Tuesday, March 3, 2009

Politicizing philosophy

Charles Hermes, a philosopher at UT Arlington, recently started a petition calling on the American Philosophical Association to stigmatize academic institutions whose ethical norms lead them to prohibit homosexual acts among their faculty, staff, or students. (Among the institutions Hermes wants censured are Azusa Pacific University, Belmont University, Bethel University, Biola University, Calvin College, Malone College, Pepperdine University, Westmont College, and Wheaton College.)

The suggestion that the APA should officially endorse one side in a matter of longstanding philosophical controversy (in this case, a question of sexual ethics) is, of course, outrageous. Concerned about this attempt to politicize the profession, and about the discrimination the proposed policy would encourage against philosophers whose religious, political, and philosophical convictions lead them to disapprove of homosexual acts, several of us started a counter-petition calling upon the APA to reject the proposal in question. (Since APA policy inevitably affects the entire profession, the counter-petition is addressed to all professional philosophers, whether they are affiliated with academic institutions or think tanks, or are independent scholars or grad students. If you are not a professional philosopher, please do not sign it.)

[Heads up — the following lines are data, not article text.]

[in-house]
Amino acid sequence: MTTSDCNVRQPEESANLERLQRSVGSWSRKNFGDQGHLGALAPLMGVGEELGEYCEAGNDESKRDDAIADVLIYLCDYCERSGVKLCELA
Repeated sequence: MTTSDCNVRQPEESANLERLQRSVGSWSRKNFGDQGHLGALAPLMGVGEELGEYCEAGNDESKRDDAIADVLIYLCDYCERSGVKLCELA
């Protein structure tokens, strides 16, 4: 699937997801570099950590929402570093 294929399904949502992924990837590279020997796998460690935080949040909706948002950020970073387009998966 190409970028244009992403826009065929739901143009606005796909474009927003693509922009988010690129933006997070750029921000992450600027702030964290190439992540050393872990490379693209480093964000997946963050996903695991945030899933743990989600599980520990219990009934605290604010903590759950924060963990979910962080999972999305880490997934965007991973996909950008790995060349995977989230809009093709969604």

Predictably, the original petition’s defenders compare the policy of the institutions they want censured to racial discrimination – despite the obvious fact that a person’s actions (which, unlike his race, are within his control) have a moral relevance that his race does not have, and despite the fact that whether disapproval of homosexual acts is really comparable to racial discrimination is precisely (part of) what is in question in the debate between conservatives and liberals over this matter. For some philosophers, it seems, begging the question and failing to make a rather obvious conceptual distinction are legitimate if done in the service of advancing a political agenda.

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